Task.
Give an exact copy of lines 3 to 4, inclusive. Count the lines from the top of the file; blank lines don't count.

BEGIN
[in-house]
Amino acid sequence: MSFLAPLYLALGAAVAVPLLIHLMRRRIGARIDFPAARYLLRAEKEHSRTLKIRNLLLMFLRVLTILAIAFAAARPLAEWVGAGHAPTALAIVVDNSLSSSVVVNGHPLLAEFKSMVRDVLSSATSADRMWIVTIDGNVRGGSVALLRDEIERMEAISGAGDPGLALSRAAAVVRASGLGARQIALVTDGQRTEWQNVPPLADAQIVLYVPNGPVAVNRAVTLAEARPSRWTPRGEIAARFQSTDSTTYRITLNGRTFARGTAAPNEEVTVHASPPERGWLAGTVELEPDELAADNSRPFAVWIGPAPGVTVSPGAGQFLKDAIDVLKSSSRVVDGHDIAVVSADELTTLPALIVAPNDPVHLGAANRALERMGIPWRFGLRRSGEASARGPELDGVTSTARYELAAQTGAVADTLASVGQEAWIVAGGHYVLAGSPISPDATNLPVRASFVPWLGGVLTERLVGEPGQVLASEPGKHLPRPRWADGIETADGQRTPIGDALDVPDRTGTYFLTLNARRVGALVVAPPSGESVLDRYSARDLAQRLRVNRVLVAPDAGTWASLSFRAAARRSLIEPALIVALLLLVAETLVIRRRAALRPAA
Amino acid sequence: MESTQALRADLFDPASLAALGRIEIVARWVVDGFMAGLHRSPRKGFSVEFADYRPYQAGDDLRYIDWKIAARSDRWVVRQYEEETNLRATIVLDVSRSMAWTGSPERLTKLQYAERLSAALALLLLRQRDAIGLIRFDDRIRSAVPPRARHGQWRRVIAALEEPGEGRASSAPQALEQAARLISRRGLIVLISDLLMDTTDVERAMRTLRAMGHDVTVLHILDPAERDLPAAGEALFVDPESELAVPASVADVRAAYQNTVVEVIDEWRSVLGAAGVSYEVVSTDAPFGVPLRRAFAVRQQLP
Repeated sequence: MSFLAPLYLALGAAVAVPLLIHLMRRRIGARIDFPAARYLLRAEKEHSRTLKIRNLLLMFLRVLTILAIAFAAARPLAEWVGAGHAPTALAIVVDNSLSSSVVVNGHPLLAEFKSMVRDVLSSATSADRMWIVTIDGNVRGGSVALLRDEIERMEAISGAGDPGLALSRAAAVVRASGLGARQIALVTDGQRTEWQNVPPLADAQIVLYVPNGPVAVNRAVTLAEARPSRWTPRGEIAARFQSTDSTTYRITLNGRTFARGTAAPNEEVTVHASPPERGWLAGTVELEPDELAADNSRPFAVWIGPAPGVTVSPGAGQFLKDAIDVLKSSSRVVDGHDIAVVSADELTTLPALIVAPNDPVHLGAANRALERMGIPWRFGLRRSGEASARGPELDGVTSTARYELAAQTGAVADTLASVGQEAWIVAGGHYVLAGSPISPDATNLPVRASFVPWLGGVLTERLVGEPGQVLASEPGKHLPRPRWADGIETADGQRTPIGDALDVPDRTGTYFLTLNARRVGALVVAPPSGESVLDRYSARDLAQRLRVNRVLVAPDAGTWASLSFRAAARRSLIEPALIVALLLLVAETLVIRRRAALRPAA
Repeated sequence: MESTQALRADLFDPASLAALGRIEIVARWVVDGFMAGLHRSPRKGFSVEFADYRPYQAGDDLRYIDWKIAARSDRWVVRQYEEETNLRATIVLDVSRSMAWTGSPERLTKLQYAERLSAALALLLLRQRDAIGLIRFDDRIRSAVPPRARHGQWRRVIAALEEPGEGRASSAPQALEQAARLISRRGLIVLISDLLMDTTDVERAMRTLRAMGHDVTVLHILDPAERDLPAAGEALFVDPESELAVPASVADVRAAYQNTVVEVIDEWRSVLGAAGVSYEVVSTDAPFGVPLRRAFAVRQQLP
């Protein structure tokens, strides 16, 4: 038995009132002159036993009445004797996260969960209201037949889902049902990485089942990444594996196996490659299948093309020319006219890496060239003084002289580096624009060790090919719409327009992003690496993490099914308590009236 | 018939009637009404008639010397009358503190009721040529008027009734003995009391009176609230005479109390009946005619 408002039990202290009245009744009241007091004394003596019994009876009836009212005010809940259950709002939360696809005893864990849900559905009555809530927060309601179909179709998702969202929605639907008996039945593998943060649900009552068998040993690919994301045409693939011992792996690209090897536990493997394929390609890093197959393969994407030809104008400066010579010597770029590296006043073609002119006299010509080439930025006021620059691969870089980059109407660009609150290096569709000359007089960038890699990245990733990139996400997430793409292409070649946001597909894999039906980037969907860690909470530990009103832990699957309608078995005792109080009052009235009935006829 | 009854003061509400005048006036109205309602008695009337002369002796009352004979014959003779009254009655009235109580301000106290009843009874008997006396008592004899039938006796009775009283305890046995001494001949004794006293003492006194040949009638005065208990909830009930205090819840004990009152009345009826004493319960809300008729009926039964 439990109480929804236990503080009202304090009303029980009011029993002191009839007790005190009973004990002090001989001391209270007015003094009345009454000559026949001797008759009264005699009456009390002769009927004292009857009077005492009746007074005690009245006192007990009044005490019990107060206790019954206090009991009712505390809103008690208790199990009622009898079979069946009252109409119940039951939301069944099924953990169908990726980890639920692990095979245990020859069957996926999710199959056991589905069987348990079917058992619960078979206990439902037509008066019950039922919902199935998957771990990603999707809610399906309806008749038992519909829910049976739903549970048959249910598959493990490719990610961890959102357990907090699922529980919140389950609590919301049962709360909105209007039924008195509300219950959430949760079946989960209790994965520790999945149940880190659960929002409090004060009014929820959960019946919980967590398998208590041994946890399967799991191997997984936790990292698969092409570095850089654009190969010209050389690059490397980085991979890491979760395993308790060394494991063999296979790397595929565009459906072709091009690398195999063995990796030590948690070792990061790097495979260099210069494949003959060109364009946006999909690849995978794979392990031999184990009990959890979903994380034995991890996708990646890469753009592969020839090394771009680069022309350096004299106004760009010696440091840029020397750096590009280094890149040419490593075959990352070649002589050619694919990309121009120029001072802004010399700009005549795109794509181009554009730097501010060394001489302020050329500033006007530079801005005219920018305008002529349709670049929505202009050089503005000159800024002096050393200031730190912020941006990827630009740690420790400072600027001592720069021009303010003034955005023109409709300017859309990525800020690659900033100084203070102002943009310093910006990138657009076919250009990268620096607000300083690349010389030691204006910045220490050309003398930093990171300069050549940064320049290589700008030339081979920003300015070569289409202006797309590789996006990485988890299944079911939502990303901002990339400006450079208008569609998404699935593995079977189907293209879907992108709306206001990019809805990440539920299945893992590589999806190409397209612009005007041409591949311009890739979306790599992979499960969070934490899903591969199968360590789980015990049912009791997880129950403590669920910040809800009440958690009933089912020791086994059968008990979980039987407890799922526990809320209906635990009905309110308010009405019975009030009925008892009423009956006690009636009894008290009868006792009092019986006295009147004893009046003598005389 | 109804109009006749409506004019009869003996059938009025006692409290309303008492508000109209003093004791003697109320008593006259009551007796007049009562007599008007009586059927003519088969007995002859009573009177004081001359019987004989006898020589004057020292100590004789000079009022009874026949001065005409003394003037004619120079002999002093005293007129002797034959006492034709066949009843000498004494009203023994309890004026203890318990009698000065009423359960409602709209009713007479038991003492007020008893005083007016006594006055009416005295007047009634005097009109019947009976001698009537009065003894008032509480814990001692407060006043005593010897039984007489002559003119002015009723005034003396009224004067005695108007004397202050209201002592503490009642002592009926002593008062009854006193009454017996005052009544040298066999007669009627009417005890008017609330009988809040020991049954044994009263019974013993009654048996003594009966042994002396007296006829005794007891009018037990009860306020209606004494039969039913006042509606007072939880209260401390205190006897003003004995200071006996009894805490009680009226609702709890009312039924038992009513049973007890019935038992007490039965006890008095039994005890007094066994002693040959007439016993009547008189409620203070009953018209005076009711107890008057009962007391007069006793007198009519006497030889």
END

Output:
Amino acid sequence: MESTQALRADLFDPASLAALGRIEIVARWVVDGFMAGLHRSPRKGFSVEFADYRPYQAGDDLRYIDWKIAARSDRWVVRQYEEETNLRATIVLDVSRSMAWTGSPERLTKLQYAERLSAALALLLLRQRDAIGLIRFDDRIRSAVPPRARHGQWRRVIAALEEPGEGRASSAPQALEQAARLISRRGLIVLISDLLMDTTDVERAMRTLRAMGHDVTVLHILDPAERDLPAAGEALFVDPESELAVPASVADVRAAYQNTVVEVIDEWRSVLGAAGVSYEVVSTDAPFGVPLRRAFAVRQQLP
Repeated sequence: MSFLAPLYLALGAAVAVPLLIHLMRRRIGARIDFPAARYLLRAEKEHSRTLKIRNLLLMFLRVLTILAIAFAAARPLAEWVGAGHAPTALAIVVDNSLSSSVVVNGHPLLAEFKSMVRDVLSSATSADRMWIVTIDGNVRGGSVALLRDEIERMEAISGAGDPGLALSRAAAVVRASGLGARQIALVTDGQRTEWQNVPPLADAQIVLYVPNGPVAVNRAVTLAEARPSRWTPRGEIAARFQSTDSTTYRITLNGRTFARGTAAPNEEVTVHASPPERGWLAGTVELEPDELAADNSRPFAVWIGPAPGVTVSPGAGQFLKDAIDVLKSSSRVVDGHDIAVVSADELTTLPALIVAPNDPVHLGAANRALERMGIPWRFGLRRSGEASARGPELDGVTSTARYELAAQTGAVADTLASVGQEAWIVAGGHYVLAGSPISPDATNLPVRASFVPWLGGVLTERLVGEPGQVLASEPGKHLPRPRWADGIETADGQRTPIGDALDVPDRTGTYFLTLNARRVGALVVAPPSGESVLDRYSARDLAQRLRVNRVLVAPDAGTWASLSFRAAARRSLIEPALIVALLLLVAETLVIRRRAALRPAA